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Decision to revoke Toledo abortion clinic’s license valid, hearing examiner rules

by | Jun 19, 2014

 

By Dave Andrusko

Capital Care Network

Capital Care Network

When last we wrote about the Capital Care Network, the lone remaining abortion clinic in Toledo, Ohio, had informed state authorities it had fulfilled the requirement to have access to a “local” hospital— the University of Michigan Hospital in Ann Arbor located more than 50 miles away and in a different state.

On Monday, state authorities released a decision written by William J. Kepko, an Ohio Department of Health hearing examiner, in which Kepko ruled the state’s decision to revoke the clinic’s license as an ambulatory surgical center was valid.

All ambulatory surgical centers, not just abortion clinics, are required under state law to have agreements with hospitals to transfer patients should complications arise.

The decision upheld two decisions by former Health Director Ted Wymyslo. The final word rests with Lance D. Himes, the department’s acting director. Himes served as legal counsel to Dr. Wymyslo, when he issued his original license revocation order last August, The Toledo Blade reported.

“Capital Care’s written transfer agreement with the University of Michigan on behalf of the University of Michigan Health System, located in the state of Michigan, 52 miles from Capital Care, is not a local hospital as required by [state law],” Mr. Kepko wrote. “The use of the 30-minute availability rule by the Director of the Ohio Department of Health when evaluating Capital Care’s transfer agreement with UMHS is reasonable and consistent with [state law], requiring the transfer agreement to be with a local hospital.”

Michael Gonidakis, executive director of Ohio Right to Life, told the Blade, “We applaud the hearing examiner’s decision, which puts women’s health and patient safety ahead of politics.” He added, “No state regulator or reasonable person would permit an out-of-state hospital to contract with an Ohio abortion clinic to provide backup services. It’s absurd that this abortion clinic would even make such a request. Sadly, it appears that the clinic will put profits ahead of patient safety and attempt to delay and stall through litigation.”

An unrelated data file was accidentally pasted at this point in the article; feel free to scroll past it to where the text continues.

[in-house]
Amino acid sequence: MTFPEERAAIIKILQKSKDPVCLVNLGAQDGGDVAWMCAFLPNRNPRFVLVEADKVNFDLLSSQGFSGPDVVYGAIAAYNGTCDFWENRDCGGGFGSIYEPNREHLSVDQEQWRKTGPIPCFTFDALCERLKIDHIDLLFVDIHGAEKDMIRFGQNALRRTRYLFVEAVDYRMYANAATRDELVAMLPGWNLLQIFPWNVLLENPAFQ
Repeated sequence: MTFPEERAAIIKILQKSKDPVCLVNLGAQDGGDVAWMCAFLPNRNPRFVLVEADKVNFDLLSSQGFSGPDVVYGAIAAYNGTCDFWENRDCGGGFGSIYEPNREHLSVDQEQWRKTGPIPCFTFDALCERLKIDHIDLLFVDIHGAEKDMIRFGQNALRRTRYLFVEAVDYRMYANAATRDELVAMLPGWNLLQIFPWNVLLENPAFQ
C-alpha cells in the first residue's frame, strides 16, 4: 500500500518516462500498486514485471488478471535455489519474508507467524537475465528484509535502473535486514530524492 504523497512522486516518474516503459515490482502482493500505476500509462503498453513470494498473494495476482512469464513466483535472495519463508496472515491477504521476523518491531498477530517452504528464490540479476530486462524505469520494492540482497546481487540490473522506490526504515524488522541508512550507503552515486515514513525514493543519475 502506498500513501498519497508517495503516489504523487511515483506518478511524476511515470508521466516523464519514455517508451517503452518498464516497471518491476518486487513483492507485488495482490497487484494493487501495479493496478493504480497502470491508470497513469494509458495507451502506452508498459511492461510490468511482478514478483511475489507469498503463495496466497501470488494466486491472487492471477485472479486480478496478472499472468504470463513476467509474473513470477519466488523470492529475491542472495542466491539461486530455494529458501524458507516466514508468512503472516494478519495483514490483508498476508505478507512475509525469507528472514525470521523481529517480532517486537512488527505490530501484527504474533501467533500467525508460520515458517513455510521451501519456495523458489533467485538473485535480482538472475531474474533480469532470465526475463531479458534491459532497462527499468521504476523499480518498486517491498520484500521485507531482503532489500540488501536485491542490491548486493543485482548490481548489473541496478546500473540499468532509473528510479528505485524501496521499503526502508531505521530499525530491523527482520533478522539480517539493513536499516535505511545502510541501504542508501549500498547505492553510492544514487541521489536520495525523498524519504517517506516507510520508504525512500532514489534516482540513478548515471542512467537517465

The Columbia Dispatch’s Darrel Rowland also noted that beyond flunking the “local” hospital requirement, Kepko found that Capital Care Network had failed in a second way. The pact with the University of Michigan Hospital in Ann Arbor is illegal under Ohio law “because it does not specify an appropriate procedure for the safe and immediate transfer of patients from the facility to a local hospital when medical care, beyond the care that can be provided at the ambulatory-care facility, is necessary, including when emergency situations occur or medical complications arise.”

Asked for her response, Kellie Copeland, executive director of NARAL Pro-Choice Ohio, called the health department’s action part of a “regulatory witch hunt.”

“This ruling is no surprise, given that (Gov. John) Kasich wrote these regulations to close abortion clinics,” she told Rowland. “Transfer agreements have nothing to do with patient safety.”

Jennifer Branch, the clinic’s attorney, “has already indicated an appeal would be filed should Mr. Himes agree with the recommendation and again issue an order revoking Capital Care’s operating license,” according to Jim Provance of The Blade.

The Center for Choice, Toledo’s other abortion clinic, “closed its doors last year because it could not come up with a valid transfer agreement after operating without one for more than three years,” Rowland reported.

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Categories: Abortion Clinic